Former Vice President Al Gore and former House Speaker Newt Gingrich were facing off Friday before lawmakers, each on opposite sides of a major climate and energy bill.
Both were testifying on the fourth and final day of a hearing before the House Energy and Environment Subcommittee.
First to testify, Gore described the bill as “one of the most important pieces of legislation ever introduced in the Congress.”
“I believe this legislation has the moral significance equivalent to that of the civil rights legislation of the 1960s and the Marshall Plan of the late 1940s,” he said in his opening statement.
Gore said the legislation would simultaneously solve the problems of the climate, economy and national security.
It calls for a reduction of carbon dioxide and other greenhouse gases by 20 percent from 2005 levels by 2020, and 83 percent by mid-century. It also would require utilities to produce a quarter of their electricity from renewable sources by 2025.
He predicted passing it would “restore America’s leadership in the world and begin, at long last, to solve the climate crisis.”
Gore also listed examples of what rising temperatures are already doing to the planet. He spoke of Arctic warming, melting Greenland ice sheets, and how increasingly acidic seas are striking seashells and coral reefs with a type of osteoporosis.
Gore urged the House panel to make sure the bill includes provisions to protect any Americans who face undue hardship, such as workers in carbon-intensive industries who could lose their jobs.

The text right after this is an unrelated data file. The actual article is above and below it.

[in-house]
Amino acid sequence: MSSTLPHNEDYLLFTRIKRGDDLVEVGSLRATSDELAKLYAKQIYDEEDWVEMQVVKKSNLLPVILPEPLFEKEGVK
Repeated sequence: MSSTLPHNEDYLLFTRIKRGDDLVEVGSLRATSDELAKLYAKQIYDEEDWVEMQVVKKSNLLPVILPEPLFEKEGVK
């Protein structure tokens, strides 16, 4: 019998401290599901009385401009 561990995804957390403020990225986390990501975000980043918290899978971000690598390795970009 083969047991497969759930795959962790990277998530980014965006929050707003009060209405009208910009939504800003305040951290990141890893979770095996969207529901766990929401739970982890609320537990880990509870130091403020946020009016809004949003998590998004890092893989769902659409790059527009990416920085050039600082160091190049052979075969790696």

Wrong bill, says Gingrich
Gingrich was set to testify after Gore. Gingrich, who led a Republican-dominated House from 1995-1999, was added to the lineup late Thursday at the request of Republicans.
While he has urged fellow conservatives that they should play a role in crafting climate and energy policy, he has been critical of the Democratic drafted bill before Congress.
In his prepared remarks, Gingrich argued that the bill would increase electricity rates for consumers by forcing power companies to institute costly measures to reduce carbon dioxide emissions.
He also said the bill would create a massive bureaucracy and “micromanagement” that “are an invitation to corruption and an invitation to more politicians playing games. The idea that the Secretary of Energy is now going to be the czar of Jacuzzis is just absurd.”
During the four days of panels and testimony, more than 50 witnesses espoused on the nitty-gritty details of the 648-page draft bill.